It was the princes (meliks) of these eastern Armenian provinces who made the initial contact with Russian Tsar Peter the Great to liberate their lands from Persian suzerainty.  Unfortunately, Peter’s 1722-23 Caucasian expedition was beset by difficulties and the Tsar had no choice but to ultimately withdraw from the region.  This left the Armenians and Georgians, who sought an alliance with Peter, to resist against an invading Ottoman army.  

Iranian influence over the region was restored by the great Persian leader Nader Shah.  As part of the Shah’s strategy of cultivating loyalty among communities on Iran’s frontiers, he ensured the autonomy of the Armenian princes of Syunik and Khachen.  However, after his death in 1747, these princes became engulfed in infighting.  The fatal blow came when one Armenian prince invited Panah-Ali Khan Javanshir of the neighboring Turkic Muslim Karabakh Khanate to enter the territory and add it to his domain. 

On the left, Russian Tsar Peter the Great. On the right, Persian ruler Nader Shah.

Russian Tsar Peter the Great (left), and Persian ruler Nader Shah on horseback (right).

Henceforth, the region of Khachen became known as Mountainous Karabakh.  The majority-Armenian territory was distinguished both geographically and ethnographically from Shia Muslim and Turkic-speaking Lowland Karabakh.

Following the Russian annexation of the eastern Georgian kingdom of Kartli-Kakheti in 1801, the Karabakh Khanate first became a protectorate of Russia and was later annexed outright from Iran.  The region was subsequently ruled as part of Russian Transcaucasia for the next century. 

Map of Russian Armenia and Mountainous Karabakh within Russian Transcaucasia.

Map of Russian Armenia and Mountainous Karabakh within Russian Transcaucasia from Karte der Kaukasus-Länder by Henry Lange in the German edition of Baron August von Haxthausen's Transcaucasia (Leipzig: F. A. Brockhaus, 1856). Note that Mountainous Karabakh is delineated separately from "Armenian" and "Tatar" (today Azerbaijani) territory, although the city of Shushi (Shusha) is curiously located outside of it. (Courtesy of the John G. White Special Collection of Folklore, Orientalia, and Chess at the Cleveland Public Library, Cleveland.)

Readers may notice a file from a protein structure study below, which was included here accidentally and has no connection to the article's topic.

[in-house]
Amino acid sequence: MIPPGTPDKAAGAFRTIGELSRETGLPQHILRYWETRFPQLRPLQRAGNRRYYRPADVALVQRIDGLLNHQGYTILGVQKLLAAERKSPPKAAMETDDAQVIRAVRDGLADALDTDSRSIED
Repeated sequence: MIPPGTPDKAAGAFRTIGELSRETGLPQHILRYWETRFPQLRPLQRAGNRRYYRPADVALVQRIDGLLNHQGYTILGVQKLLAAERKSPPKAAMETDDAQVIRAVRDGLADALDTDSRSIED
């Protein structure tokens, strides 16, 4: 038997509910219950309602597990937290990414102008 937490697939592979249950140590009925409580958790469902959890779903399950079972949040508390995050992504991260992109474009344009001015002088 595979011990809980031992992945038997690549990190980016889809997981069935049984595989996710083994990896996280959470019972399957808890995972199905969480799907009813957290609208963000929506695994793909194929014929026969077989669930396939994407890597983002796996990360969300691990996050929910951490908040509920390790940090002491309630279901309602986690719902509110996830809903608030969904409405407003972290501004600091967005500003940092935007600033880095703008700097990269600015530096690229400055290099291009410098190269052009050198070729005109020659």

With the collapse of tsarist authority in the Caucasus following the 1917 Russian Revolution, Mountainous Karabakh again became a point of conflict, this time between the short-lived independent republics of Armenia and Azerbaijan.  By the time of the Sovietization of Transcaucasia in 1920, the Azerbaijanis had gained control of Mountainous Karabakh, despite its Armenian majority.

On the left, an Armenian family in Nagorno-Karabakh. On the right, a map of Soviet Armenia and the Nagorno-Karabakh Autonmous Oblast.

Armenian family in Nagorno-Karabakh, late 19th or early 20th century (left), and Map of Soviet Armenia and the Nagorno-Karabakh Autonmous Oblast from the first edition of The Great Soviet Encyclopedia, Vol. 3, edited by Otto Schmidt (Moscow: Sovetskaya Entsiklopediya, 1926).  (Courtesy of the Harlan Hatcher Graduate Library at the University of Michigan, Ann Arbor.)

In February 1921, an anti-Soviet rebellion broke out in the neighboring Armenian region of Syunik.  Hoping to crush this rebellion and gain popular support, the Bolsheviks promised to cede Mountainous Karabakh to Soviet Armenia.  The Caucasus Bureau even voted in favor of this decision on 4 July 1921. 

However, literally the next day, the decision was reversed.  According to historian and Karabakh specialist Arsène Saparov, the reversal was primarily due to the fact that the rebellion in Syunik had just been successfully defeated.  Moreover, the Azerbaijanis continued to remain in control of Mountainous Karabakh.  Bolshevik Azerbaijani leader Nariman Narimanov used this circumstance, and Baku’s oil supplies, as leverage in arguing that the region should remain under Azerbaijani control. 

Primarily interested in stabilizing and securing control of the region, the Bolsheviks accepted Azerbaijani control of Mountainous Karabakh, but granted the concession of local autonomy to the Armenian population.  This resolution left both sides unsatisfied and ultimately led to the outbreak of violence at the end of the Soviet era and eventually war in the 1990s.

The author in Shushi with the statue of Vazgen Sargsyan.

The author in Shushi with the statue of Vazgen Sargsyan, Karabakh War military commander and the future Prime Minister of Armenia.

Gagik Avsharyan T-72 Tank Memorial, Shushi.

Gagik Avsharyan T-72 Tank Memorial, Shushi, Nagorno-Karabakh.

Nagorno-Karabakh Today

Today, the situation in Nagorno-Karabakh remains tense.  Negotiations, mediated by the United States, Russia, and France are ongoing.  Within the Caucasus neighborhood, Russia and Iran are primarily interested in a resolution of the conflict in the interests of regional stability.  "Russia wants to avoid a further escalation in Karabakh,” noted Caucasus analyst Sergey Markedonov. For its part, Iran was particularly alarmed about cross-border shelling into its territory during the 2016 war. 

Turkey seeks a resolution as well, but only on Azerbaijani terms, a position rejected by Armenia and the Karabakh Armenians.  An ongoing Turkish and Azerbaijani blockade of Armenia and Nagorno-Karabakh only further complicates the prospects for peace.  Azerbaijan’s Caspian oil supplies add to the intrigue. 

Street art in Shushi, Nagorno-Karabakh.

Street art in Shushi, Nagorno-Karabakh.

National Assembly Building, Stepanakert.

National Assembly Building, Stepanakert, Nagorno-Karabakh.

Ultimately, a resolution will require a peace between the societies and political leaderships of both countries.  The road to such a peace is not easy, albeit not impossible.  Armenians and Azerbaijanis can co-exist, but need to overcome negative perceptions of the “other.”

[All photos by author unless otherwise noted]